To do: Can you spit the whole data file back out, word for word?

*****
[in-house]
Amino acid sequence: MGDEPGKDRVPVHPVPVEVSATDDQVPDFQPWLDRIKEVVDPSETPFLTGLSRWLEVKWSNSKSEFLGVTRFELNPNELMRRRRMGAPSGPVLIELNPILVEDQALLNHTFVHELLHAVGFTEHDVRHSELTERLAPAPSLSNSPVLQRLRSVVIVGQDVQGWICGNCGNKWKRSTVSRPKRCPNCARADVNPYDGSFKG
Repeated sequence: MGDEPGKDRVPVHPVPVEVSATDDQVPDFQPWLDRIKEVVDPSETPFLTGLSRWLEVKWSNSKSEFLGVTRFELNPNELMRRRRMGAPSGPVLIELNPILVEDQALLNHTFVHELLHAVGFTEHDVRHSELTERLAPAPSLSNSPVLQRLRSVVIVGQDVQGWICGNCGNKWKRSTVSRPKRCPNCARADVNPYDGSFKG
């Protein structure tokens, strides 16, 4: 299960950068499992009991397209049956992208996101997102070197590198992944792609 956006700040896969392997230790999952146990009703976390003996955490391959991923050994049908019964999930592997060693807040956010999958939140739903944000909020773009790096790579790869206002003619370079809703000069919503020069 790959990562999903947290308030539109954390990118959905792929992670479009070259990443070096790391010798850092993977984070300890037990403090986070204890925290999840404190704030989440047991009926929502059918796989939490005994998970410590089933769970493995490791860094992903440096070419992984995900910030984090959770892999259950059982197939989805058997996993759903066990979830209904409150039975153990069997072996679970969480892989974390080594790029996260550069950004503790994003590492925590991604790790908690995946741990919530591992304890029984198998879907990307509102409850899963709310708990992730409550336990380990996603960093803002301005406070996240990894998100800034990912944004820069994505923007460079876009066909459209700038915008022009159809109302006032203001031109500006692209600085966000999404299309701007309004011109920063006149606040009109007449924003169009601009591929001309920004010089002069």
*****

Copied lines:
[in-house]
Amino acid sequence: MGDEPGKDRVPVHPVPVEVSATDDQVPDFQPWLDRIKEVVDPSETPFLTGLSRWLEVKWSNSKSEFLGVTRFELNPNELMRRRRMGAPSGPVLIELNPILVEDQALLNHTFVHELLHAVGFTEHDVRHSELTERLAPAPSLSNSPVLQRLRSVVIVGQDVQGWICGNCGNKWKRSTVSRPKRCPNCARADVNPYDGSFKG
Repeated sequence: MGDEPGKDRVPVHPVPVEVSATDDQVPDFQPWLDRIKEVVDPSETPFLTGLSRWLEVKWSNSKSEFLGVTRFELNPNELMRRRRMGAPSGPVLIELNPILVEDQALLNHTFVHELLHAVGFTEHDVRHSELTERLAPAPSLSNSPVLQRLRSVVIVGQDVQGWICGNCGNKWKRSTVSRPKRCPNCARADVNPYDGSFKG
């Protein structure tokens, strides 16, 4: 299960950068499992009991397209049956992208996101997102070197590198992944792609 956006700040896969392997230790999952146990009703976390003996955490391959991923050994049908019964999930592997060693807040956010999958939140739903944000909020773009790096790579790869206002003619370079809703000069919503020069 790959990562999903947290308030539109954390990118959905792929992670479009070259990443070096790391010798850092993977984070300890037990403090986070204890925290999840404190704030989440047991009926929502059918796989939490005994998970410590089933769970493995490791860094992903440096070419992984995900910030984090959770892999259950059982197939989805058997996993759903066990979830209904409150039975153990069997072996679970969480892989974390080594790029996260550069950004503790994003590492925590991604790790908690995946741990919530591992304890029984198998879907990307509102409850899963709310708990992730409550336990380990996603960093803002301005406070996240990894998100800034990912944004820069994505923007460079876009066909459209700038915008022009159809109302006032203001031109500006692209600085966000999404299309701007309004011109920063006149606040009109007449924003169009601009591929001309920004010089002069």